Handheld Planers

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Forum topic by Lakey posted 04-01-2008 02:16 PM 7236 views 0 times favorited 8 replies Add to Favorites Watch
View Lakey's profile


97 posts in 3768 days

04-01-2008 02:16 PM

Howdy Gang,

Do any of you have experience with handheld planers? This may be a stupid question, but can they be used to joint the face of a board prior to going through a stationary planer?



-- "No Board Left Behind"

8 replies so far

View DannyBoy's profile


521 posts in 3861 days

#1 posted 04-01-2008 03:12 PM

I have the Ryobi plug in and it is pretty good. The only thing I’ll caution you on is that they will eat a lot of wood really quick. Even on the lowest setting (which is technically ‘0’) it will eat through a board fast.

I’ve also tinkered with the display model of the Bosch one at HD. It feels real good in your hand, however (if I remember right) the forward handle is also the setting nob so you have to be careful with it.

Technique is everything when you are using one. In addition to keeping it at the lowest setting, make sure you put pressure on the front when you are first touching the board and then move that to the back as you complete you pass. Also, make sure you score the end of the board on both sides to avoid tear out. When tear out happens, it happens big…

~Danny Boy

-- He said wood...

View jcees's profile


1058 posts in 3794 days

#2 posted 04-01-2008 03:17 PM

First, do you know how to get a board F-L-A-T? I don’t mean to be pedantic, but are you familiar with winding sticks? The process of flattening a board? Is the board you’re wanting to flatten extra wide or otherwise unwieldy?

I guess what I’m getting at is that a hand held power planer will do the job and THEN SOME! In other words, this is not a tool with which you finesse anything and tearout can be a rabid problem. Mine has a helical cutter so that’s not a problem but most power planers have flat blades set square to the work and are heck on anything other than straight grain.

I’ve had much more luck processing a less than flat board easily with winding sticks and a combination of three hand planes—a #40 scrub, a #5 jack and then a #7 jointer. It takes only a little time and you’ll have the satisfaction of knowing that you can do the work WITHOUT electricity. The only caveat is you do need to know how to tune a hand plane and keep the blade sharp. I process all of my face wood thus—winding sticks and hand planes THEN I flip it over and run it through a 15” planer. Done and DONE.

Hope this helps. Good luck.


-- When one tugs at a single thing in nature, he finds it attached to the rest of the world. -- John Muir

View WoodRivWW's profile


32 posts in 3706 days

#3 posted 04-01-2008 04:13 PM

I agree with J.C.’s post. If you have a large, thick board with serious wind, you could probably knock down the high spots with a hand planer. It would save you some sweat before you brought in the hand planes. I have a Craftsman that I use mainly for planing the edges of old doors I’ve picked up that I’m resizing to fit in my old house renovation. Hand planes on this kind of grunt work would be pretty labor intensive.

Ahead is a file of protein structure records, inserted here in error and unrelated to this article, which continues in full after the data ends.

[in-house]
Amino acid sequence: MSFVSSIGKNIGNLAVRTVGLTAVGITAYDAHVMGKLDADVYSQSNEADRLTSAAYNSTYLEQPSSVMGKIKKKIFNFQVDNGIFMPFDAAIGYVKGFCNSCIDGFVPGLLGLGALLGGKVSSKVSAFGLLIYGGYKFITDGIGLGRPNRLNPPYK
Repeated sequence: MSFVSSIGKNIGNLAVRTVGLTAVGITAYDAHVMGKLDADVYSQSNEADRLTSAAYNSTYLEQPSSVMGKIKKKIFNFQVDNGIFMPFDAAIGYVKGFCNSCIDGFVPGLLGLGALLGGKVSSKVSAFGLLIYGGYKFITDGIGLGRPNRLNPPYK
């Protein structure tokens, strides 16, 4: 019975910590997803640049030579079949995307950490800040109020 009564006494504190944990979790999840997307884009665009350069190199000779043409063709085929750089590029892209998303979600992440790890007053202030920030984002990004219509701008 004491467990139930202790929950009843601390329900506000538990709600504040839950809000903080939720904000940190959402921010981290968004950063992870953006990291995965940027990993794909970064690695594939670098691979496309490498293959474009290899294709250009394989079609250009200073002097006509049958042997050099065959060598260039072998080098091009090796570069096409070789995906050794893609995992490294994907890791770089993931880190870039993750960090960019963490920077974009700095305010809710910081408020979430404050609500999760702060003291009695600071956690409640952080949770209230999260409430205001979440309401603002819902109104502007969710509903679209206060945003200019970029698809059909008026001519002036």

-- Hailey, ID

View 8iowa's profile


1580 posts in 3756 days

#4 posted 04-01-2008 04:52 PM

I agree with JC. I only have a #4 smoothing, and a #5 jack plane, but it does not take a great deal of time to prep flatten a board for a trip through your planer. Unfortunately, most of the hand planes on the market today require a fair amount of work and “tuning” before you can use them. The exceptions are the planes made by Lie-Nielson (USA) and Clifton (UK). These planes are more expensive, but are ready to go out of the box.

I use waterstones and a Veritas MK II honing gauge to sharpen my plane irons and chisels.

-- "Heaven is North of the Bridge"

View tenontim's profile


2131 posts in 3740 days

#5 posted 04-01-2008 05:09 PM

Lakey, if you know the basics of flattening a board, the hand held planers will work fine. I like the Bosch 1594. I haven’t bought one for myself yet, but have tried it. I’m still using hand planes too. The power one will just use less muscle. If you have the room, build yourself a jig for flattening one side and running it through your planer. GaryK posted a good design.

View Scott Bryan's profile

Scott Bryan

27250 posts in 3817 days

#6 posted 04-01-2008 05:11 PM

These really don’t have enough bed length to do more than planing door edges. They are essentially a power version of a block plane. I have tried using it to flatten stock wider than my jointer could handle but essentially it just gouged the wood.

To be honest with you I would not recommend trying to edge or face joint a board with an electric hand planer. You will have better luck with a set of hand planes.

-- Challenges are what make life interesting; overcoming them is what makes life meaningful- Joshua Marine

View Lakey's profile


97 posts in 3768 days

#7 posted 04-01-2008 06:30 PM

Thanks, everyone. I do indeed know how to flatten boards with hand tools – your responses definitely answered my question – appreciate it.


-- "No Board Left Behind"

View GaryK's profile


10262 posts in 3984 days

#8 posted 04-01-2008 09:21 PM

They would be good for taking off the high spots to get is close for machine planing.

-- Gary - Never pass up the opportunity to make a mistake look like you planned it that way - Tyler, TX

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